However, due to overall slowing growth of the veterinary services industry, employment gains of veterinarians will be slower than in the past.

Job Prospects

Candidates can expect very strong competition for most veterinarian positions. Job seekers with specializations and prior work experience should have the best job opportunities.

Although veterinary services are growing, the number of new graduates from veterinary schools has increased to roughly 3,000 per year, resulting in greater competition for jobs than in recent years. Additionally, most veterinary graduates are attracted to companion animal care, so there will be fewer job opportunities in that field, as overall growth of the veterinary services industry slows.

Job opportunities in farm animal care will be better, because fewer veterinarians compete to work on large animals. Also, there will be some job opportunities available in the federal government in food safety, animal health, and public health.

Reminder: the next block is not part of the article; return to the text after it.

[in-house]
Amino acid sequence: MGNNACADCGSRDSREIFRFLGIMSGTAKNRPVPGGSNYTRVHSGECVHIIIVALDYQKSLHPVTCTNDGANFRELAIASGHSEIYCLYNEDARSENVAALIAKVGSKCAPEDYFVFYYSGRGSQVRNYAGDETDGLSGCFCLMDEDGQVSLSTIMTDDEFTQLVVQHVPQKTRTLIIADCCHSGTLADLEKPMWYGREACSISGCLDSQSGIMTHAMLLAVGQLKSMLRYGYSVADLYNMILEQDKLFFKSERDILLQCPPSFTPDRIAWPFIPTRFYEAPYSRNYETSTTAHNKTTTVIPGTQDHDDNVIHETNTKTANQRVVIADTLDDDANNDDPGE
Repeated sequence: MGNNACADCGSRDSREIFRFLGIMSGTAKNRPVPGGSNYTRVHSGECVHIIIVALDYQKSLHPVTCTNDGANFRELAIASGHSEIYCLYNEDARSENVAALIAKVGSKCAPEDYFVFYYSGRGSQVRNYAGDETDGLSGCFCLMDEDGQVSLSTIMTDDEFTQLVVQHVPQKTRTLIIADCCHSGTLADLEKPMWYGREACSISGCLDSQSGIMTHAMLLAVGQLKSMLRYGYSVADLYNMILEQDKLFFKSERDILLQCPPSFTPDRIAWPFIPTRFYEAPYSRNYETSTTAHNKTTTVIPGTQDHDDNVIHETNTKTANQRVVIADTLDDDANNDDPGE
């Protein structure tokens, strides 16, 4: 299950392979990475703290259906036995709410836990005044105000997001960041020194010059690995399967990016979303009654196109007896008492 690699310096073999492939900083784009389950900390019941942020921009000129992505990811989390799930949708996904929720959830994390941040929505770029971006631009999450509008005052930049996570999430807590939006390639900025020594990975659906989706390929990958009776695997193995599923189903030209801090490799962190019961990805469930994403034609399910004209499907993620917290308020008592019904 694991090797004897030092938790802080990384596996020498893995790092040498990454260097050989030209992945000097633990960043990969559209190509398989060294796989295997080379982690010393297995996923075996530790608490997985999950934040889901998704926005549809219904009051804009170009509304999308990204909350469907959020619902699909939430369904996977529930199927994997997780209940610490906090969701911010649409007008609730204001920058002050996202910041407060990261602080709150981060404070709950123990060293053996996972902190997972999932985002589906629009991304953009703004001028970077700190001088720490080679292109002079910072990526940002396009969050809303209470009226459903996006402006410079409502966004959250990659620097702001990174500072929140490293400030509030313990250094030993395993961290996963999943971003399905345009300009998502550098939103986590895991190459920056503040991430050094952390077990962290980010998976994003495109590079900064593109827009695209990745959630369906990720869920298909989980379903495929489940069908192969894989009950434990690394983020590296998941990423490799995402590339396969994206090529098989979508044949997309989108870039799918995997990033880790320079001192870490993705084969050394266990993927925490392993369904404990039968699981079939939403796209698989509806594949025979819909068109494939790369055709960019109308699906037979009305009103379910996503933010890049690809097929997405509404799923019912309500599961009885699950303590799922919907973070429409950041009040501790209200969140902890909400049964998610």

Given the training they receive from veterinary school, veterinarians are highly qualified for nontraditional industry positions in fields such as public health, disease control, corporate sales, and population studies. With potentially fewer opportunities in companion animal care, many graduating veterinarians will likely have better job prospects in these areas.

Employment projections data for veterinarians, 2012-22
Occupational Title SOC Code Employment, 2012 Projected Employment, 2022 Change, 2012-22 Employment by Industry
Percent Numeric

SOURCE: U.S. Bureau of Labor Statistics, Employment Projections program

Veterinarians

29-1131 70,300 78,700 12 8,400 [XLS]

Similar Occupations About this section

This table shows a list of occupations with job duties that are similar to those of veterinarians.

Occupation Job Duties ENTRY-LEVEL EDUCATION Help 2012 MEDIAN PAY Help
Agricultural and food scientists

Agricultural and Food Scientists